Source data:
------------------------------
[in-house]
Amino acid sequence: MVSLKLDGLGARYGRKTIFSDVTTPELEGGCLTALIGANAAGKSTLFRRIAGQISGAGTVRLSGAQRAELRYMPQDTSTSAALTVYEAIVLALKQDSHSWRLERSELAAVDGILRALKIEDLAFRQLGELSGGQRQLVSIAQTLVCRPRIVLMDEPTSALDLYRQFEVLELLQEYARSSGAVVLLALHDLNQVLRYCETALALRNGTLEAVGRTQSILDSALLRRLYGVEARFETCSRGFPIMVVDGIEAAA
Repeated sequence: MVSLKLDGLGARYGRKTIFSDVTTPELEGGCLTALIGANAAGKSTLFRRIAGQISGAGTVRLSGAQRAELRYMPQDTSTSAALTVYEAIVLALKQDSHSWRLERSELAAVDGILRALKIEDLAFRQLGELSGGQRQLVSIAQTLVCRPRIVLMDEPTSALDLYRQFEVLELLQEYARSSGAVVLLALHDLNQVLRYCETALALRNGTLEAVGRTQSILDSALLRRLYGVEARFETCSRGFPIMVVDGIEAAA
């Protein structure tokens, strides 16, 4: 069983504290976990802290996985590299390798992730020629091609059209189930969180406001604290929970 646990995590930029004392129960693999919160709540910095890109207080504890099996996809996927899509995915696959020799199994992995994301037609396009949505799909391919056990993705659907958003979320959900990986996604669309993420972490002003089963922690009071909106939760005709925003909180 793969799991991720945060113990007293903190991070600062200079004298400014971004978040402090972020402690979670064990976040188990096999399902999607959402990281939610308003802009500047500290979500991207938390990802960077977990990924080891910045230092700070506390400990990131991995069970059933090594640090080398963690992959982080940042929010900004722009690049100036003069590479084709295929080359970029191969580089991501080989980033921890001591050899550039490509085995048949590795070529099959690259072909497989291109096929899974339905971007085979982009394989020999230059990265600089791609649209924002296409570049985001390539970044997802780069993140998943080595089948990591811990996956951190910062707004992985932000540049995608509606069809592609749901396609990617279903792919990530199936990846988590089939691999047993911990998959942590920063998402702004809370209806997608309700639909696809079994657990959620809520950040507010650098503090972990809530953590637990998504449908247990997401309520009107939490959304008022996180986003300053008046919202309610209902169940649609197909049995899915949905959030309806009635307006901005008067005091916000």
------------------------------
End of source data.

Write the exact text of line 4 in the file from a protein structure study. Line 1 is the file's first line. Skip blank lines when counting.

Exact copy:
């Protein structure tokens, strides 16, 4: 069983504290976990802290996985590299390798992730020629091609059209189930969180406001604290929970 646990995590930029004392129960693999919160709540910095890109207080504890099996996809996927899509995915696959020799199994992995994301037609396009949505799909391919056990993705659907958003979320959900990986996604669309993420972490002003089963922690009071909106939760005709925003909180 793969799991991720945060113990007293903190991070600062200079004298400014971004978040402090972020402690979670064990976040188990096999399902999607959402990281939610308003802009500047500290979500991207938390990802960077977990990924080891910045230092700070506390400990990131991995069970059933090594640090080398963690992959982080940042929010900004722009690049100036003069590479084709295929080359970029191969580089991501080989980033921890001591050899550039490509085995048949590795070529099959690259072909497989291109096929899974339905971007085979982009394989020999230059990265600089791609649209924002296409570049985001390539970044997802780069993140998943080595089948990591811990996956951190910062707004992985932000540049995608509606069809592609749901396609990617279903792919990530199936990846988590089939691999047993911990998959942590920063998402702004809370209806997608309700639909696809079994657990959620809520950040507010650098503090972990809530953590637990998504449908247990997401309520009107939490959304008022996180986003300053008046919202309610209902169940649609197909049995899915949905959030309806009635307006901005008067005091916000």